When shows were slow on retail days, artists would start trading. Wholesale days were usually busy but when things slowed down, there was time to wander through the stalls and see what other artists were doing. Trades were always based on the value of the pieces. An artist would say “I like that, do you want to trade?” and they would negotiate. Micki displayed a variety of pieces with a range of prices, and traded mainly pairs of earrings from her production lines, or, if she was trading for a more expensive item from another maker, a box of a Micki Lippe pieces. Micki traded so that she’d have “something to take home,” and in addition to jewelry, acquired ceramics, clothing, and hand puppets for her husband Bill. She sometimes purchased pieces from other artists, knowing that sales were artists’ livelihood. It was fun to wear jewelry that others had made, until people asked whether she’d made it herself. There came a point when she could not bear to see “the disappointed looks on their faces” when she said that she hadn’t made the piece. Eventually she stopped wearing the bounty from her trades. “I amassed all of that jewelry but ended up not wearing it” and as many jewelers do, promoted her own work by wearing it.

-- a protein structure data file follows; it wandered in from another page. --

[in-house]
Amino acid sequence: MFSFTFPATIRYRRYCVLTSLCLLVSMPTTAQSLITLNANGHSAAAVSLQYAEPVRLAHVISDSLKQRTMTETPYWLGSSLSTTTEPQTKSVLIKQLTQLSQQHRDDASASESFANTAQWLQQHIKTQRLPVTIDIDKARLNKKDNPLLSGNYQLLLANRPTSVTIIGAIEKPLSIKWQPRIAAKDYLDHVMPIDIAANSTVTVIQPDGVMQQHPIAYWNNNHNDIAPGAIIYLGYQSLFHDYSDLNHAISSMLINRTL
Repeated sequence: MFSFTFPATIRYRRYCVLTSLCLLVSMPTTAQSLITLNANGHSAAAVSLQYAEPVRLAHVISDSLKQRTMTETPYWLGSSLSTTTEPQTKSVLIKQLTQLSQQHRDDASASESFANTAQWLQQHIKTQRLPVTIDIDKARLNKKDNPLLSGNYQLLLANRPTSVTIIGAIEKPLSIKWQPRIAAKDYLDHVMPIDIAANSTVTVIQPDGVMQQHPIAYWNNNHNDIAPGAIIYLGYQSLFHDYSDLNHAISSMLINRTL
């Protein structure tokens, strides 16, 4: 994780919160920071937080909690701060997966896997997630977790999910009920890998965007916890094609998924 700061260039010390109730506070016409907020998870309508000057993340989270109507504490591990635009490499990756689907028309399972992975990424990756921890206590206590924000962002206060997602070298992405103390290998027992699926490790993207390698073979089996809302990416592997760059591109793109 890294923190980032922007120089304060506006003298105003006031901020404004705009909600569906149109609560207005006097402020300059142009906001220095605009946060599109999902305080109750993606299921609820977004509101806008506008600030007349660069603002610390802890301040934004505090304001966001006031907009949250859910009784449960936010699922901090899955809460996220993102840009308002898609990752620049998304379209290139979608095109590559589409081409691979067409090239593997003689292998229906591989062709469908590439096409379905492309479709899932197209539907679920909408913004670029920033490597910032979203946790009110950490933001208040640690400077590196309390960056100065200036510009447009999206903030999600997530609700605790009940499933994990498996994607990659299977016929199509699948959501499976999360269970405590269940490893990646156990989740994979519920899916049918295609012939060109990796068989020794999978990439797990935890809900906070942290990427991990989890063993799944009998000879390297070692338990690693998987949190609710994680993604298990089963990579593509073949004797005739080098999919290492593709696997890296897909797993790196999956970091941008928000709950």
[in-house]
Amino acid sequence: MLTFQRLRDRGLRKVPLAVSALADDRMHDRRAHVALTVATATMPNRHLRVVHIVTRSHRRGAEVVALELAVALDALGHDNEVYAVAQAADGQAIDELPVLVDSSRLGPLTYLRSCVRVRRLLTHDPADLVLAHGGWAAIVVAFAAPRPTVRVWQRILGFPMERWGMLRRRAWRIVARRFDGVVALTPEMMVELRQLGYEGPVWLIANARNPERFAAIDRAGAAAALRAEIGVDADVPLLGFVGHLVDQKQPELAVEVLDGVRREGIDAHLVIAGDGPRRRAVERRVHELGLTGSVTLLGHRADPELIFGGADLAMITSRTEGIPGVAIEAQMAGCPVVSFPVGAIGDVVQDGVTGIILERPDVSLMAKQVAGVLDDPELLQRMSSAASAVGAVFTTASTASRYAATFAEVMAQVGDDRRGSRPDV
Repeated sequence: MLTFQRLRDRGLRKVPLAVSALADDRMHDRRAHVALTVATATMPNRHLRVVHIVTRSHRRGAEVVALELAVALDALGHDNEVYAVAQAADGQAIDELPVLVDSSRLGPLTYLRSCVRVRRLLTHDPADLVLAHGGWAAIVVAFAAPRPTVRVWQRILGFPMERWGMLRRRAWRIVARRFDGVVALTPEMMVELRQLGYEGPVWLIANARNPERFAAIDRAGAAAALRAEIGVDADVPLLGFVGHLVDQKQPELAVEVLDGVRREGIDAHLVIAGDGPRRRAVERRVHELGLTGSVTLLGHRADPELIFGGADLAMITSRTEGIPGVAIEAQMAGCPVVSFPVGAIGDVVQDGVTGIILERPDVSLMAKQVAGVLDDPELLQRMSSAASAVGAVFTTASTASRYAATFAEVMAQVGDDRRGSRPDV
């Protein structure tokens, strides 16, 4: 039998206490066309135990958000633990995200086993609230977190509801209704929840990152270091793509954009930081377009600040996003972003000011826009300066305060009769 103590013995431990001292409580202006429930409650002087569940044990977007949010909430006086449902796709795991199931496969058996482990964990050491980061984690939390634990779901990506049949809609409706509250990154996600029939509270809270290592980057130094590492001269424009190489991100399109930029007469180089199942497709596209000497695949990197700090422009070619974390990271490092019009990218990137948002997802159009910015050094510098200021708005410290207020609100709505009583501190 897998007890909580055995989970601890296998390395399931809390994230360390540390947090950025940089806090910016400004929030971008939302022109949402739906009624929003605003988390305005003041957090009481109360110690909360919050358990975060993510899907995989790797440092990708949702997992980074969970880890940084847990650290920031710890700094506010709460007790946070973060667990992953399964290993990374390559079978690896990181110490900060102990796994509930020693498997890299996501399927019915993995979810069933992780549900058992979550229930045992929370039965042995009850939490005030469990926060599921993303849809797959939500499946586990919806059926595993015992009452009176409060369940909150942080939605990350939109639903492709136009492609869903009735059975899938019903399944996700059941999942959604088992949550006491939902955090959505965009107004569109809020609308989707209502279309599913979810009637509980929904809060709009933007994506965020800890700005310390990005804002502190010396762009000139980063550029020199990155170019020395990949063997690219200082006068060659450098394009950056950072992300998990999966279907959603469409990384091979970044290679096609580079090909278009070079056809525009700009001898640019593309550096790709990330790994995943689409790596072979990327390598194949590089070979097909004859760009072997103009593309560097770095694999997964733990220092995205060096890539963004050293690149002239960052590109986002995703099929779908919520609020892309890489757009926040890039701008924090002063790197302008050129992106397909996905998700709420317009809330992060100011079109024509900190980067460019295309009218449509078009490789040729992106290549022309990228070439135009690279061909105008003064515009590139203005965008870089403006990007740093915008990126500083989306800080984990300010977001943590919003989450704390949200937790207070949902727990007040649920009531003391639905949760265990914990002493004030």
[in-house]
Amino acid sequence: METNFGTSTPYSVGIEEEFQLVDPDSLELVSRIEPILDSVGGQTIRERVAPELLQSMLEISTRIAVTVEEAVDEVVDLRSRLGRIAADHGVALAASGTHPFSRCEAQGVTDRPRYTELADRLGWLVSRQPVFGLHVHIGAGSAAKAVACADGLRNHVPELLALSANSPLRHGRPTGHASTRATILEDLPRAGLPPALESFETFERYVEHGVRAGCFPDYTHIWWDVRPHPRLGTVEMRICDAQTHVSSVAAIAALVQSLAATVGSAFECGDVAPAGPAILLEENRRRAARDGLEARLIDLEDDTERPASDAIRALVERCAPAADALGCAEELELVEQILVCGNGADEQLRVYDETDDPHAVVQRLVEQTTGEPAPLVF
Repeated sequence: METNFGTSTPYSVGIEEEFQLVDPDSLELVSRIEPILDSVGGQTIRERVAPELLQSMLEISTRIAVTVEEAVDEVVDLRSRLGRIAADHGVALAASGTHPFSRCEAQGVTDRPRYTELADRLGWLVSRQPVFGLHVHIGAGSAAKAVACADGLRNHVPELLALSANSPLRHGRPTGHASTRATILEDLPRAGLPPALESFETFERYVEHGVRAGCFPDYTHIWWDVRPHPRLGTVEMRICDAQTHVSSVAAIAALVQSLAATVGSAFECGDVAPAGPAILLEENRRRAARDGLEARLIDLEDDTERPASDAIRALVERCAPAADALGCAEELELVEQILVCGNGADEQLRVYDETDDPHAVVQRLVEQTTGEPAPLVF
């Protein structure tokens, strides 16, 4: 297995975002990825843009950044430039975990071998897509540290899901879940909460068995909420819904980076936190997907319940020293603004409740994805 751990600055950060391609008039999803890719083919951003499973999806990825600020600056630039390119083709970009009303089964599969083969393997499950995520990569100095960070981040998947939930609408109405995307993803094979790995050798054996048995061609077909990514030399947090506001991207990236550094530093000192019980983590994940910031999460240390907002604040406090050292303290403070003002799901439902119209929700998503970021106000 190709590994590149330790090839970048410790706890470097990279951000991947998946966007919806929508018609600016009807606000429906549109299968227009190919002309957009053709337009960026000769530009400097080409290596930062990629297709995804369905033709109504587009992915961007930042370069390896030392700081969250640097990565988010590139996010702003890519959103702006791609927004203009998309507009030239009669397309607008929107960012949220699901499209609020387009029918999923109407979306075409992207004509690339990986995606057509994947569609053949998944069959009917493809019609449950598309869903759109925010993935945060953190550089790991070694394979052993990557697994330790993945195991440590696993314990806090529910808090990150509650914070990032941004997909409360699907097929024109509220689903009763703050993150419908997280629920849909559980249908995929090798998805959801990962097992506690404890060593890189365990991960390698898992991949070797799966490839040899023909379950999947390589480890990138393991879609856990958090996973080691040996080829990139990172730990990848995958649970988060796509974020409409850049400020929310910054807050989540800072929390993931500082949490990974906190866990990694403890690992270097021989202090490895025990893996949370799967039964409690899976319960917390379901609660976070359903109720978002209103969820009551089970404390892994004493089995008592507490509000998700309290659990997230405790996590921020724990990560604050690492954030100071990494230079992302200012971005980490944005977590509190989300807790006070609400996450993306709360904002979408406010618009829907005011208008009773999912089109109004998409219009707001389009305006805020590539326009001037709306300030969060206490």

The pieces curated by Maru Almeida for the exhibition in the Danaca Design Gallery Showroom, demonstrate techniques that Micki did not use herself, but that she found useful when teaching. They illustrate creativity and imaginative thinking. She admires intricate pieces assembled without solder, creative cold connections or use of tubing, and makers who creatively use minimal tools, or who innovate ways to use the materials at hand. She recalls a teacher she met in Germany soon after the wall came down, when sheets of wax for casting were not available. She needed a big sheet to cast a candleholder in honor of a poet, so took a tray from the lunchroom, melted some wax and made her own sheet by flooding the tray.